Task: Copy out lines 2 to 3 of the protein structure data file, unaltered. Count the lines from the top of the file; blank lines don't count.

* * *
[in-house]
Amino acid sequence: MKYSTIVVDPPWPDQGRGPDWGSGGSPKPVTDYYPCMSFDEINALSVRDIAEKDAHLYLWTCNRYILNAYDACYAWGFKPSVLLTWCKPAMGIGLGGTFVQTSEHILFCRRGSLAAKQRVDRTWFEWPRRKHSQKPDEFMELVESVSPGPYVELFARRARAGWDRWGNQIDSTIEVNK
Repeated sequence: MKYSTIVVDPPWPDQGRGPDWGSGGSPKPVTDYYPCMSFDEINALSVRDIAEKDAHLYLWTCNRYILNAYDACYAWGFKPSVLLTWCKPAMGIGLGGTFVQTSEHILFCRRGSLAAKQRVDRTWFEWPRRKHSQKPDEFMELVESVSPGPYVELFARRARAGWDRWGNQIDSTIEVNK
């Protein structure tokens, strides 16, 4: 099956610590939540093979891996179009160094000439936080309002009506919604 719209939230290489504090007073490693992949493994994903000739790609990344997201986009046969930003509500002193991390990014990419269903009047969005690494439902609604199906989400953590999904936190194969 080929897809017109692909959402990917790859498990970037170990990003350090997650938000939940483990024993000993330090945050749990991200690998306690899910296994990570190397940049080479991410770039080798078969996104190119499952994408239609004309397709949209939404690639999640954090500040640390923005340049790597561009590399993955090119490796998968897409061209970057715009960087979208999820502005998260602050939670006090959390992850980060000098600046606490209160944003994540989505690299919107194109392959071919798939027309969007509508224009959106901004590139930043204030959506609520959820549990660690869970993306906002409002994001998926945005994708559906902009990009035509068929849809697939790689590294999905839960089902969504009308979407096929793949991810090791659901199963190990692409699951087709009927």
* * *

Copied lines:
Amino acid sequence: MKYSTIVVDPPWPDQGRGPDWGSGGSPKPVTDYYPCMSFDEINALSVRDIAEKDAHLYLWTCNRYILNAYDACYAWGFKPSVLLTWCKPAMGIGLGGTFVQTSEHILFCRRGSLAAKQRVDRTWFEWPRRKHSQKPDEFMELVESVSPGPYVELFARRARAGWDRWGNQIDSTIEVNK
Repeated sequence: MKYSTIVVDPPWPDQGRGPDWGSGGSPKPVTDYYPCMSFDEINALSVRDIAEKDAHLYLWTCNRYILNAYDACYAWGFKPSVLLTWCKPAMGIGLGGTFVQTSEHILFCRRGSLAAKQRVDRTWFEWPRRKHSQKPDEFMELVESVSPGPYVELFARRARAGWDRWGNQIDSTIEVNK